Becker Building to bring medical specialists to area

The goal behind the newly-built Becker Medical Building is to bring more specialists into the Enumclaw area and with owner Dr. Nancy Becker taking the lead and Cardio Consultants following, reality is taking shape.

  • Tuesday, December 9, 2008 4:41am
  • Business

Dr. Nancy Becker (middle

The goal behind the newly-built Becker Medical Building is to bring more specialists into the Enumclaw area and with owner Dr. Nancy Becker taking the lead and Cardio Consultants following, reality is taking shape.

The three-story building has been a long process for Becker, who purchased her first piece of property at the 1427 Jefferson St. location, a little house, in 1993 and made it home to Ears, Nose and Throat, Allergy Therapy and Facial Plastic Surgery. Through the years, Becker continued to purchase property. The community watched as houses were moved to other neighborhoods and the area next to the hospital began to take shape.

It’s been a six-year process from the first architectural drawings to the building’s opening in early November.

And as is the mantra for real estate – location, location, location – Becker notes the location, across the street from Enumclaw Regional Hospital, is perfect for specialists.

“I’m very excited,” Becker said.

Becker, who makes her home in Enumclaw, was born and raised in Auburn and graduated from Auburn High School. She graduated with honors from Stanford University, went to medical school in Los Angeles,= and did her residency training in Ears, Nose, Throat, Facial Plastic Surgery in Detroit. She came back to join her father in practice in 1991 in Auburn. He had performed surgery and covered the emergency room in Enumclaw.

It was only natural, Becker said, that she should come out and practice in Enumclaw.

She is board certified in ears, nose and throat and facial plastics. She is also fellowship trained in allergy.

The Becker Medical Building is also home to the Becker Hearing Center which Becker hopes will help the Plateau population who need hearing aids and hearing aid maintance.

The Becker Hearing Center features a sound-proof booth in its audiology department that belonged to Becker’s father. There’s also a newspaper article featuring the two of them before he retired in 1993 hanging on one of the walls.

“There’s little bits of dad here,” Becker smiled.

The presence of friends and family is felt throughout the building giving it a warm feeling. In the reception lobby, one wall features a series of photographs and keepsakes from a good friend of Becker’s who is an astronaut.

The new building is Becker’s home away from home now. She once split her time between here and Auburn, but now she is concentrating her practice on Enumclaw and plans to be here a long time.

“I would love to practice forever,” Becker said. “I love what I do.”

One of the hardest parts of the change, she said, is the new phone number, 360-825-4466.

Reach Brenda Sexton at or 360-802-8206.

More in Business

Railroads implementing positive track

While the investigation continues into the deadly AMTRAK derailment near Dupont, the clock continues to tick on the implementation of Positive Track Control (PTC). The deadline is Dec. 31, 2018.

Keep the holiday spirit all year long | Don Brunell

During the holidays, our thoughts naturally turn to giving — not just giving gifts, but donating our time and money to charities, disasters and community programs.

Finding balance in occupational licensing

Recently, the Institute for Justice (Institute) determined state licensing barriers for lower-income workers and aspiring entrepreneurs not only hurts people trying to establish themselves in a profession, but annually drives consumer prices up by $203 billion.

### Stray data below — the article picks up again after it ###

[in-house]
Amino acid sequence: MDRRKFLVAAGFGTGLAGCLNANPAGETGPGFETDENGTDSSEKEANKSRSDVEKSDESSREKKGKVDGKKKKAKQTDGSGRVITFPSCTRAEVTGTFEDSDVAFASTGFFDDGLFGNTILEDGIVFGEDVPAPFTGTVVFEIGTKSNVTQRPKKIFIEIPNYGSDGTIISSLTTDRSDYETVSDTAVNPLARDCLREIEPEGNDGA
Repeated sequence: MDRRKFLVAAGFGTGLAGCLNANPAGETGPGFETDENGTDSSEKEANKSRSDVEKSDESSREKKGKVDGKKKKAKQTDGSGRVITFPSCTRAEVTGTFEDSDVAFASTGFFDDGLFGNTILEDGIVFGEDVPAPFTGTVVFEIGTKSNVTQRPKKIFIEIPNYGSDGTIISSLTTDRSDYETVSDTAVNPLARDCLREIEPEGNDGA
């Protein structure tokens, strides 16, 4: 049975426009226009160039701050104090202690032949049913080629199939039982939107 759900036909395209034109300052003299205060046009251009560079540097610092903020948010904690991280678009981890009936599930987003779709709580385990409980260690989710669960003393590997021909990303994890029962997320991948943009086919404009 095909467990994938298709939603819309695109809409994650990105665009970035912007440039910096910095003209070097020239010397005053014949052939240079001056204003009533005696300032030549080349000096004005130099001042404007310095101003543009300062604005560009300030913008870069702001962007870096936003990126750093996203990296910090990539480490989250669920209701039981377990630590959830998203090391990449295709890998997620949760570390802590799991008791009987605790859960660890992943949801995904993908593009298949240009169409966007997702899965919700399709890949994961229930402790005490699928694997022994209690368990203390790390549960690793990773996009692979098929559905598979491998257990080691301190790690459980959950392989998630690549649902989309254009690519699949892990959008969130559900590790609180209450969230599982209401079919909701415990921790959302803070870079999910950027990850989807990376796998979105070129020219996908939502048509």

Remember 1993

Twenty-five years ago, business took a beating in Olympia. The swing to the left in the 1992 general election was swift and potent. It drove higher costs to employers and more government regulations.

Remembering Ed Carlson, Vietnam POW

Since last Veteran’s Day, Ken Burns’ in-depth documentary on the Vietnam War has aired. It is a powerful reminder of an unpopular war in which many “baby boomers” fought and died.

Rural prosperity essential to Washington

While Seattle is growing rapidly, our rural areas continue to struggle. They don’t have the corporate giants such as Amazon, Microsoft and Boeing creating jobs and economic opportunities. Farms are predominantly family-owned.

Amazon’s plan reminiscent Boeing’s Chicago move

Last year, Seattle Times aerospace reporter Dominic Gates wrote about the similarities and differences between Boeing’s corporate office move to Chicago and Amazon’s plan for a second headquarters.

LiveLocal98022 meeting cancelled

Bob Green, the night’s speaker, notified the organization he couldn’t attend due to an illness.

Expanded Panama Canal among challenges for Washington Ports

The $5.4 billion spent to expand the Panama Canal is paying off for East Coast and Gulf of Mexico seaports; however, it is putting more pressure on the Northwest to remain competitive.

Players taking a knee hurting the NFL | Don Brunell

On a recent Saturday afternoon in Portland, a young woman stepped onto the playing field at the beginning of the University of Montana vs Portland State football game and started singing our national anthem. She immediately drew a blank on the words and briefly stopped, but as she started apologizing, the fans spontaneously took up the singing.

New metal collecting machine may clean up contaminated waters

There is a new machine being tested in Montana which could decontaminate toxic mine tailings while recovering valuable precious minerals for everyday use.

Workshop will focus on business, social media

All are invited to learn how social media can impact business and how it can be used to create a positive experience for customers.